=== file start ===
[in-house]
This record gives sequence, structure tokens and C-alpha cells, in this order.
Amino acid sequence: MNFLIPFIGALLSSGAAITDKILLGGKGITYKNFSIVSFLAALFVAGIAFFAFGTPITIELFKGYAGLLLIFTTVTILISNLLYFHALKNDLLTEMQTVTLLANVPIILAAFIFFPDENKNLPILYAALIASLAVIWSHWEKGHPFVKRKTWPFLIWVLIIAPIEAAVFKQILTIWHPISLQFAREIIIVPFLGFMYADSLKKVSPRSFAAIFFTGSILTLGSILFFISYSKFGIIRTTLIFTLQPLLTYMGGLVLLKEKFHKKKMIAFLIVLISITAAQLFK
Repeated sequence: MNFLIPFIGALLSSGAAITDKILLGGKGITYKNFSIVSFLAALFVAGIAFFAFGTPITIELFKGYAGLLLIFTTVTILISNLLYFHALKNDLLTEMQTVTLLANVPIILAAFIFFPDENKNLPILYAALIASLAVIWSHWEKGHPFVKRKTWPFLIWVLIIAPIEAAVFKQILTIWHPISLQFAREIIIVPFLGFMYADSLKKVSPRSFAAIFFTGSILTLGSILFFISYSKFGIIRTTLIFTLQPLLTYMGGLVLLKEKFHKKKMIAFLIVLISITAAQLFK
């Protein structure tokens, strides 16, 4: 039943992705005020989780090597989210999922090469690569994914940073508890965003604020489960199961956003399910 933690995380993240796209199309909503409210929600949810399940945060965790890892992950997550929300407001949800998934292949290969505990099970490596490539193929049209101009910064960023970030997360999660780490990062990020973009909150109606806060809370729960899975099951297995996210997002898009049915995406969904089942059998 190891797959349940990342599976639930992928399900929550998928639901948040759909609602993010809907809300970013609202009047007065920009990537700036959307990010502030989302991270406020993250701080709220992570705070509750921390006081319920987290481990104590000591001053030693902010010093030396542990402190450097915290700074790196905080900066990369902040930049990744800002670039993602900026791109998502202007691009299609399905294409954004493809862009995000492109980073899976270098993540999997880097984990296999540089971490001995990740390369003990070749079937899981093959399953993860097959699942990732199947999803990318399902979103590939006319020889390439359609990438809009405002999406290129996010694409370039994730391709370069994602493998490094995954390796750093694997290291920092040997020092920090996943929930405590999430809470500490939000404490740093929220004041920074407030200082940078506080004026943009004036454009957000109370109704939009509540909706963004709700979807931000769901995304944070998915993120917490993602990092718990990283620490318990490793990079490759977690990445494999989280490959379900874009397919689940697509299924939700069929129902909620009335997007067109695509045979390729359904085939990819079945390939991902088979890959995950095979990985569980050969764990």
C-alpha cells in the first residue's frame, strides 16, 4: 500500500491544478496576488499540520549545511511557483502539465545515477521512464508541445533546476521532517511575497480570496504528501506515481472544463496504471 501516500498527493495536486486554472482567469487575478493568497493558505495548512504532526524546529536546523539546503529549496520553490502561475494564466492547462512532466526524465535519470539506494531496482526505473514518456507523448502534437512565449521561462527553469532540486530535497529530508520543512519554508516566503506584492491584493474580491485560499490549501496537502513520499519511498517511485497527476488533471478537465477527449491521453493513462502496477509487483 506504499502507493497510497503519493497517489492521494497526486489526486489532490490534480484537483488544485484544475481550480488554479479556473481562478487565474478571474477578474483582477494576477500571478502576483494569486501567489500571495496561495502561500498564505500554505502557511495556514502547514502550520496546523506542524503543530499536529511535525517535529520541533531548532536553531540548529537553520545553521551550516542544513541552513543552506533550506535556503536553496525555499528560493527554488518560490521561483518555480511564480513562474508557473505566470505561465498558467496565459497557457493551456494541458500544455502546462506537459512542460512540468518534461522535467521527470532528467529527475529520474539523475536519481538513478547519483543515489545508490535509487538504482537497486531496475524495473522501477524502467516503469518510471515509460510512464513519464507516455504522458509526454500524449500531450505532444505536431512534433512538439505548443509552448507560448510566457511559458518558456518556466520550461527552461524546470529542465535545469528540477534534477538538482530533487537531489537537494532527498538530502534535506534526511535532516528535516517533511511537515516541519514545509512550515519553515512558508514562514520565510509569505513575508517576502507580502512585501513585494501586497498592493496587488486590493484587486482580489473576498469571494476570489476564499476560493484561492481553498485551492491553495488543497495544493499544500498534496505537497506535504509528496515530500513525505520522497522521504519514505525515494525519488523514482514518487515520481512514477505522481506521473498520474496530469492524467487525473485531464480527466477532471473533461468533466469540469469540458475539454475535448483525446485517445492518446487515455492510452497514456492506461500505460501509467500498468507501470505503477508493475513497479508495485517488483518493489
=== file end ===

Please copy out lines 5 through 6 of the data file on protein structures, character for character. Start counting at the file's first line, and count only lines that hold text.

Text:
């Protein structure tokens, strides 16, 4: 039943992705005020989780090597989210999922090469690569994914940073508890965003604020489960199961956003399910 933690995380993240796209199309909503409210929600949810399940945060965790890892992950997550929300407001949800998934292949290969505990099970490596490539193929049209101009910064960023970030997360999660780490990062990020973009909150109606806060809370729960899975099951297995996210997002898009049915995406969904089942059998 190891797959349940990342599976639930992928399900929550998928639901948040759909609602993010809907809300970013609202009047007065920009990537700036959307990010502030989302991270406020993250701080709220992570705070509750921390006081319920987290481990104590000591001053030693902010010093030396542990402190450097915290700074790196905080900066990369902040930049990744800002670039993602900026791109998502202007691009299609399905294409954004493809862009995000492109980073899976270098993540999997880097984990296999540089971490001995990740390369003990070749079937899981093959399953993860097959699942990732199947999803990318399902979103590939006319020889390439359609990438809009405002999406290129996010694409370039994730391709370069994602493998490094995954390796750093694997290291920092040997020092920090996943929930405590999430809470500490939000404490740093929220004041920074407030200082940078506080004026943009004036454009957000109370109704939009509540909706963004709700979807931000769901995304944070998915993120917490993602990092718990990283620490318990490793990079490759977690990445494999989280490959379900874009397919689940697509299924939700069929129902909620009335997007067109695509045979390729359904085939990819079945390939991902088979890959995950095979990985569980050969764990």
C-alpha cells in the first residue's frame, strides 16, 4: 500500500491544478496576488499540520549545511511557483502539465545515477521512464508541445533546476521532517511575497480570496504528501506515481472544463496504471 501516500498527493495536486486554472482567469487575478493568497493558505495548512504532526524546529536546523539546503529549496520553490502561475494564466492547462512532466526524465535519470539506494531496482526505473514518456507523448502534437512565449521561462527553469532540486530535497529530508520543512519554508516566503506584492491584493474580491485560499490549501496537502513520499519511498517511485497527476488533471478537465477527449491521453493513462502496477509487483 506504499502507493497510497503519493497517489492521494497526486489526486489532490490534480484537483488544485484544475481550480488554479479556473481562478487565474478571474477578474483582477494576477500571478502576483494569486501567489500571495496561495502561500498564505500554505502557511495556514502547514502550520496546523506542524503543530499536529511535525517535529520541533531548532536553531540548529537553520545553521551550516542544513541552513543552506533550506535556503536553496525555499528560493527554488518560490521561483518555480511564480513562474508557473505566470505561465498558467496565459497557457493551456494541458500544455502546462506537459512542460512540468518534461522535467521527470532528467529527475529520474539523475536519481538513478547519483543515489545508490535509487538504482537497486531496475524495473522501477524502467516503469518510471515509460510512464513519464507516455504522458509526454500524449500531450505532444505536431512534433512538439505548443509552448507560448510566457511559458518558456518556466520550461527552461524546470529542465535545469528540477534534477538538482530533487537531489537537494532527498538530502534535506534526511535532516528535516517533511511537515516541519514545509512550515519553515512558508514562514520565510509569505513575508517576502507580502512585501513585494501586497498592493496587488486590493484587486482580489473576498469571494476570489476564499476560493484561492481553498485551492491553495488543497495544493499544500498534496505537497506535504509528496515530500513525505520522497522521504519514505525515494525519488523514482514518487515520481512514477505522481506521473498520474496530469492524467487525473485531464480527466477532471473533461468533466469540469469540458475539454475535448483525446485517445492518446487515455492510452497514456492506461500505460501509467500498468507501470505503477508493475513497479508495485517488483518493489